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The National Botanic Garden

The National Botanic Garden of Namibia is a 12 hectare nature reserve in the heart of the City of Windhoek, where you can see and learn about Namibia's fascinating plants. Note that the National Botanic Garden is CLOSED AT WEEKENDS AND PUBLIC HOLIDAYS, except for the second Saturday of every month when it is open from 08:00 to 11:00.

 

Mission Statement

The National Botanic Garden of Namibia strives to protect and promote the sustainable utilisation of the Namibian flora and to function as an educational and recreational nature facility for Namibians and visitors alike.

» Read more about our core functions.

Visiting Hours

Monday to Friday, from 8h00 until 17h00 and every second Saturday of the month from 8:00 to 11:00. Entrance is free, except on weekends. Guided walks for school groups and students are available on request, but must be booked well in advance.

History of the Garden

The land was donated to the Government by the City Council of Windhoek in October 1969, and was originally earmarked as a nature reserve. Initial development started in the early 1970s with the construction of walking trails, a stormwater system and a dam. Unfortunately, due to a lack of funds, the then Department of Nature Conservation had to terminate all development activities and the garden was abandoned.

When the National Botanical Research Institute (NBRI) moved to the buildings adjacent to the reserve in 1990, the idea was born to develop the area as a Botanic Garden. Negotiations were initiated between the Ministry of Environment and Tourism and the Ministry of Agriculture, Water and Forestry (MAWF), and in February 1993 the NBRI obtained the right to develop the land into a Botanic Garden.

The garden depends on funds from the MAWF for its maintenance and development. However, in recent years it has additionally been supported by the Botanical Society of Namibia.

The National Botanic Garden of Namibia strives to protect and promote the Namibian flora and to function as an educational and recreational facility for Namibians and visitors alike. It is the only one of its kind in the country and focuses exclusively on Namibian plants. Unlike many other botanical gardens, the larger part of the garden has not been landscaped. The reason for this is 1) to conserve water and 2) to emphasise plants in their natural environment, thus allowing students and visitors to learn more about the vegetation around Windhoek, known as highland savanna. However, several special displays ensure that visitors also get to see plants from other parts of the country, such as the Desert House display on the Namib Desert or the Kunene Region.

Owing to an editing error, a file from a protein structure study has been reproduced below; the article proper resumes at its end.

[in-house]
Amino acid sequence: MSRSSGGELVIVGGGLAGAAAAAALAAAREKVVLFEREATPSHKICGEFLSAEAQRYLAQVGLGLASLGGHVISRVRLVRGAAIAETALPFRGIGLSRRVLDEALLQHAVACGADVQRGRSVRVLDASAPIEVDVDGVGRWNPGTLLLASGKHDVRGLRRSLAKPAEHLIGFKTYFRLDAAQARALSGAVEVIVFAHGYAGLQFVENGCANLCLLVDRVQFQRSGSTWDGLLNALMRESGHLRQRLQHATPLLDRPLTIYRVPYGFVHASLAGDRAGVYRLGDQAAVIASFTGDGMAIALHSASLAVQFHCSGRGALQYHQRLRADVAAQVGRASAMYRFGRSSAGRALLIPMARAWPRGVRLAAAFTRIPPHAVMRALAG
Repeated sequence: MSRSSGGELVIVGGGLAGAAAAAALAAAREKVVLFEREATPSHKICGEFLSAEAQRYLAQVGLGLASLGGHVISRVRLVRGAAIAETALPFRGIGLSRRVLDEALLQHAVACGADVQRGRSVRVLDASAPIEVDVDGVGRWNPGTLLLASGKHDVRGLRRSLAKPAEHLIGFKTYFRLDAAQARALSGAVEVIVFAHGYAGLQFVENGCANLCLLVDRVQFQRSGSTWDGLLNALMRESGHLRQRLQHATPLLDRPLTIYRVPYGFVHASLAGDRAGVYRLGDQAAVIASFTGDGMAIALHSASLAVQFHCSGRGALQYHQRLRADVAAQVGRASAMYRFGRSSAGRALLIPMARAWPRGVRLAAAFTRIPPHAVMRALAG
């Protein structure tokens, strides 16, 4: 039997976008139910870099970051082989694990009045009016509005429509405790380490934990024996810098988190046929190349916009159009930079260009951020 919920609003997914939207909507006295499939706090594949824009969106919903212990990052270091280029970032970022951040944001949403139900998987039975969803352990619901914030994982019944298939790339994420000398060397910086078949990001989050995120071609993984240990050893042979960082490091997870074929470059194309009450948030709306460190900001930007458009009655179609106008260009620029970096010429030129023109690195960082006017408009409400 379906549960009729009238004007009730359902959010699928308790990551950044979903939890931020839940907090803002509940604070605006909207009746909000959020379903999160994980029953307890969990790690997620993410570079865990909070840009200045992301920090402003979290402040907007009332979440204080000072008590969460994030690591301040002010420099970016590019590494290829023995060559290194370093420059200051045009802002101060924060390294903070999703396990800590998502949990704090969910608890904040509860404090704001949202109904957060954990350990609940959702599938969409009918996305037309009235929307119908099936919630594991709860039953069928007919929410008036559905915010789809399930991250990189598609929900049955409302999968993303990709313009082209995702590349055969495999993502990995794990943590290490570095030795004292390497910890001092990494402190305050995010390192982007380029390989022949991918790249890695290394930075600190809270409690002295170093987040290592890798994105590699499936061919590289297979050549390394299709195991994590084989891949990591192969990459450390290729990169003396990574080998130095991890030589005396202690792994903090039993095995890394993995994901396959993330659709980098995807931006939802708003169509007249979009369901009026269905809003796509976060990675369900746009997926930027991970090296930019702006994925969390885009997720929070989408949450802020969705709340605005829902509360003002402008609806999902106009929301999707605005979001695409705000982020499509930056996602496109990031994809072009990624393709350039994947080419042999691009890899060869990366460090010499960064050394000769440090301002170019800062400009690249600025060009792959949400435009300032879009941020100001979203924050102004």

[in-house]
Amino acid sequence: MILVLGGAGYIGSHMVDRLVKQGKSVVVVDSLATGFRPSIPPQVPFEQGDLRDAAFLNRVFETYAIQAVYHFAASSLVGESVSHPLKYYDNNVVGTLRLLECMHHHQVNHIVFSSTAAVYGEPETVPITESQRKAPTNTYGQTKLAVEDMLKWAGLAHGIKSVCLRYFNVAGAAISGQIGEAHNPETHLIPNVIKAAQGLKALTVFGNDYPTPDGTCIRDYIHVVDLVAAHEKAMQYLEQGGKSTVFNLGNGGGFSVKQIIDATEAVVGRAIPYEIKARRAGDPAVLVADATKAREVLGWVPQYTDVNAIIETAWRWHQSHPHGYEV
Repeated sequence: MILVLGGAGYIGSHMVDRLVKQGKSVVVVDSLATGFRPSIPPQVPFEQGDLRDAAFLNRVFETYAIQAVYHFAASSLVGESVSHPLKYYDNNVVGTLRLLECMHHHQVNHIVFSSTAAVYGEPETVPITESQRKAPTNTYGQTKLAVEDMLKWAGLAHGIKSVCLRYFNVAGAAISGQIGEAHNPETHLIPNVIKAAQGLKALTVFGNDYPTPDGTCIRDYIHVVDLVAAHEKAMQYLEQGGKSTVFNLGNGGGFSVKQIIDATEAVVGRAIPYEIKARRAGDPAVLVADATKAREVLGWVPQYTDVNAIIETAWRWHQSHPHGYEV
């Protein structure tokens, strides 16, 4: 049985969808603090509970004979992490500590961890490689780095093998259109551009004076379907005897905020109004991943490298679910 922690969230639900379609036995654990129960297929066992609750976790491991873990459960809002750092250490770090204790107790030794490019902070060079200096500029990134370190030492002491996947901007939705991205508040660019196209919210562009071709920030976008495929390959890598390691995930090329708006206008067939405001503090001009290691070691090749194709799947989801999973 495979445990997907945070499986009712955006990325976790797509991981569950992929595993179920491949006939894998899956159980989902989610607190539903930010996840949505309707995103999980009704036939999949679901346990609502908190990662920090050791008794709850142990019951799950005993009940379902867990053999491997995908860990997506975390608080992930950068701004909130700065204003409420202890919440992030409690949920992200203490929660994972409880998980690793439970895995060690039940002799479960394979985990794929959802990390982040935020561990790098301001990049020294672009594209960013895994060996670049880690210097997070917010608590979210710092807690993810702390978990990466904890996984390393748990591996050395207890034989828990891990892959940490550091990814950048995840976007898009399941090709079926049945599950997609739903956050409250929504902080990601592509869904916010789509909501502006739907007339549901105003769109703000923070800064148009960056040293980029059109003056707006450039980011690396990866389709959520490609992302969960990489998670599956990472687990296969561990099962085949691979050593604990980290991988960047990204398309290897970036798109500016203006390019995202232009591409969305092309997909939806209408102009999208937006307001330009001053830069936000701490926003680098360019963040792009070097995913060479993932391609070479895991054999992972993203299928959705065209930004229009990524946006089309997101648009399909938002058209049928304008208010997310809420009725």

Objectives

  • To create an awareness of and an appreciation for the Namibian Flora
  • To educate the public, especially the upcoming generation about the importance of plants, the functions and uses of our indigenous plants, plant conservation and related environmental issues
  • To serve as study area for the Namibian Flora, especially the vegetation in and around Windhoek
  • To document the Flora of the Botanic Garden
  • To serve as a training facility where students, researchers, extension personnel and field officers can be trained in plant surveys and plant identification techniques
  • To cultivate plants for the public and promote gardening with indigenous plants
  • To assist in the relocation and re-introduction of rare and threatened species
  • To develop propagation methods for rare and threatened plant species
  • To give a supportive service to the National Herbarium, Vegetation Survey Unit and the National Plant Genetic Resources Centre
  • To serve as a tourist attraction and recreational area.

Things to see and do

  • Walking
  • Birdwatching
  • Photography
  • Relaxation

A number of self guided walking trails lead through the garden. The most common woody plants are labelled and bird and plant lists are available at Reception. The garden boasts one of the densest stands of the Windhoek Aloe (Aloe littoralis), the symbol of the city of Windhoek.

The quiver tree forest and bottle trees too, are well worth a visit. They were planted here in the early 1970s and are of exceptional size and beauty. Early in the year, after good rains, you can admire some of our lilies flowering along the Lily Walk. Be sure to visit the Desert House, where some fascinating plants from the Namib Desert are displayed.

The garden also is home to a variety of mammals, birds, reptiles and insects. Bring along your binoculars and field-guides and do some bird-watching or dassie-spotting. The picnic area provides the perfect spot to end your visit. Enjoy some cooldrinks and snacks (which you need to bring along) whilst you relax in the tranquil atmosphere of the garden.

Projects for public participation

  • Gathering of on-site information on the birds, insects and animals for information pamphlets
  • Volunteers for the Garden tour guide group.

Rules and Regulations

  • Entrance is at own risk
  • Children under 12 must be accompanied by an adult
  • The removal, damaging or collecting of any plants or plant material such as seeds is strictly prohibited.
  • Stay on the paths
  • No fires
  • No camping
  • No dogs
  • Approach all wildlife in a respectful manner.
  • Please dispose of your litter in the allocated dustbins

Download information about the garden

National Botanic Garden Curator

Ms Silke Rügheimer

202 2014